In this context, we highlight the critical importance of generating solidly evidenced yet adaptable product value across multiple parameters, then communicating it through multiple channels to a range of stakeholders with distinct needs and priorities. Central to these efforts is the growing dominance of payers and health technology assessors as gatekeepers to market access.
This requires a sophisticated understanding of how product value is understood by these gatekeepers, as well as concerted efforts to promote a more holistic conception of value as a determinant of market access, beyond relatively narrow assessments of cost-effectiveness or budget impact. We also ask how far harmonisation has advanced in health technology assessment procedures. The jury is still out on how much this convergence is really improving the MA environment for industry, rather than further disseminating more stringent and inflexible forms of value assessment.
Healthcare demand and costs continue to rise, exacerbated by trends such as population aging, changing lifestyles or health expectations, and the lingering impact of the COVID-19 pandemic on healthcare capacity and resources. That means market access considerations such as value, positioning, differentiation, usability and impact on treatment pathways need to be built into drug-development programmes at the earliest opportunity. They must then be carefully maintained and refined as a product moves towards market entry and beyond.
Companies must also make that sure that all of the various internal or external functionalities involved in planning and executing market access, regardless of geography or corporate hierarchy, are fully aware and aligned in their responses to existing or likely MA influences. Those might be clinical-trial outcomes, new legislation, regulatory changes, budgetary pressures, pricing and reimbursement decisions, reference pricing, tendering policies, contracting arrangements, health-technology assessment, competitor activity or media coverage, including social-media interaction.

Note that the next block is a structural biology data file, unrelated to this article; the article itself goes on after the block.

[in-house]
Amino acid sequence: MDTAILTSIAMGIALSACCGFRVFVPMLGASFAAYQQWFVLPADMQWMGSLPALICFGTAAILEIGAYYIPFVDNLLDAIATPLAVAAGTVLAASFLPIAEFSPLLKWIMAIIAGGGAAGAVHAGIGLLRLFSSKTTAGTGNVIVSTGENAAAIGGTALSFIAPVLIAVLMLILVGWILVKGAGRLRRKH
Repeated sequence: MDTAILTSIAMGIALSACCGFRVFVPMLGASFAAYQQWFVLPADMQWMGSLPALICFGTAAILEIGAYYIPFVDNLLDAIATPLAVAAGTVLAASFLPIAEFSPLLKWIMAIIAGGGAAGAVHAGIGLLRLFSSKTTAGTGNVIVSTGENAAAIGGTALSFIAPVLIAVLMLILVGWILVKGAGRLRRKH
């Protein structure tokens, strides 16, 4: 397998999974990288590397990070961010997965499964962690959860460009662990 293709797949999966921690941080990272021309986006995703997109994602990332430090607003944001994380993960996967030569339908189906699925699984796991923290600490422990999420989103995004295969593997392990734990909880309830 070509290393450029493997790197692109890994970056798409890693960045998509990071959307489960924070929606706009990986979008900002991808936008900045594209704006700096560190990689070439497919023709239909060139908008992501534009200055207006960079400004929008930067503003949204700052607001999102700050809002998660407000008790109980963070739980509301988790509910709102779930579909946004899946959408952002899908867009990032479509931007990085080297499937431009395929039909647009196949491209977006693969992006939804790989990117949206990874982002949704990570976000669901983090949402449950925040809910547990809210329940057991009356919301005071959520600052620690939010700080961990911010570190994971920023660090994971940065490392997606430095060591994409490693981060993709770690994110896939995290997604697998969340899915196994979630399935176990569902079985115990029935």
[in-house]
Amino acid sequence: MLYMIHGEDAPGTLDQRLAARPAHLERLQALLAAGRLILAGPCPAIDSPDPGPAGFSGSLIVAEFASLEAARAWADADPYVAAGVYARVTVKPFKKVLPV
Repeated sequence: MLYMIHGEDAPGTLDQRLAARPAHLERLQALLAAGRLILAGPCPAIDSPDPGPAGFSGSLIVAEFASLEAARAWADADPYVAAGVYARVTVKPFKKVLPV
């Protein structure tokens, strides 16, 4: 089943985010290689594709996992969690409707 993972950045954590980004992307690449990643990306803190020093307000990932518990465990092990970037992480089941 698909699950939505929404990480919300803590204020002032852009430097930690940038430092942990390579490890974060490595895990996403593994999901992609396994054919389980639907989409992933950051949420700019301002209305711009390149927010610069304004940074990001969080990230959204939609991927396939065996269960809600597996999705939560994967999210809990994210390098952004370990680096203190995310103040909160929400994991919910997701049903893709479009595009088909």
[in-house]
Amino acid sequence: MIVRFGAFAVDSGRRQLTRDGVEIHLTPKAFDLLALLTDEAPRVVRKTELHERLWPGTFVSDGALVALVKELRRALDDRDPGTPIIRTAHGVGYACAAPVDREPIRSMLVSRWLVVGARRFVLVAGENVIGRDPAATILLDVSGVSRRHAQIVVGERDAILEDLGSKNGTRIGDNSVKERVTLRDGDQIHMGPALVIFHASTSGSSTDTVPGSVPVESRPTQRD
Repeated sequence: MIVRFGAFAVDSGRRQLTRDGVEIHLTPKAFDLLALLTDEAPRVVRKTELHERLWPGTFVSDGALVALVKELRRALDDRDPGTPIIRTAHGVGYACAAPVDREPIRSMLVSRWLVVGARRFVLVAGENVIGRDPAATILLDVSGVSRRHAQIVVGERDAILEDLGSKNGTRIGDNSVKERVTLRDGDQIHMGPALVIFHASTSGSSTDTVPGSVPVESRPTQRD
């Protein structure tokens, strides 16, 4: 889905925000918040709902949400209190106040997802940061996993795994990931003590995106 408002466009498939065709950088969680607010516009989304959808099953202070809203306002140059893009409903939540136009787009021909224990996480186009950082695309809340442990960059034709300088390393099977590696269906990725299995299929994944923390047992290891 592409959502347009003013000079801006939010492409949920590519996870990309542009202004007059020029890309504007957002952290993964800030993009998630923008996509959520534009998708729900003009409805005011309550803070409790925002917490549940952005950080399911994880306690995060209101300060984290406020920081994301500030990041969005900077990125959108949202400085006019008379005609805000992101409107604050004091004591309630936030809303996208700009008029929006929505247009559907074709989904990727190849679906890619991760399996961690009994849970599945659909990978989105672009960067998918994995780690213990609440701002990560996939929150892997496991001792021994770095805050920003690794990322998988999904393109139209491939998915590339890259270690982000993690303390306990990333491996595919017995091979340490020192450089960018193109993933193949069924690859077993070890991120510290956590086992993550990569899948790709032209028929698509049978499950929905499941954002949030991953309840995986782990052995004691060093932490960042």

Aligning MA activities in real time
After considering today's MA landscape and how it may evolve in the years to come, our Market Access 2023 guide explains how digital transformation and agile launch software can help companies track, manage and align their MA activities in real-time. The right platform will ensure full visibility of market access developments across brands as well as functional and geographical silos, while enabling key stakeholders to plan and report on MA activities using a single integrated tool.
By streamlining and automating data collection and reporting, a well-designed market access tool will also save your MA team both time and effort. That way, key team members can focus on strategy and execution, rather than squandering their abilities on routine administrative tasks. With these digital capabilities, a fully integrated yet adaptable MA programme, and optimal use of your team's talent, you will be a good position to turn market access into someone else's problem and your own competitive asset.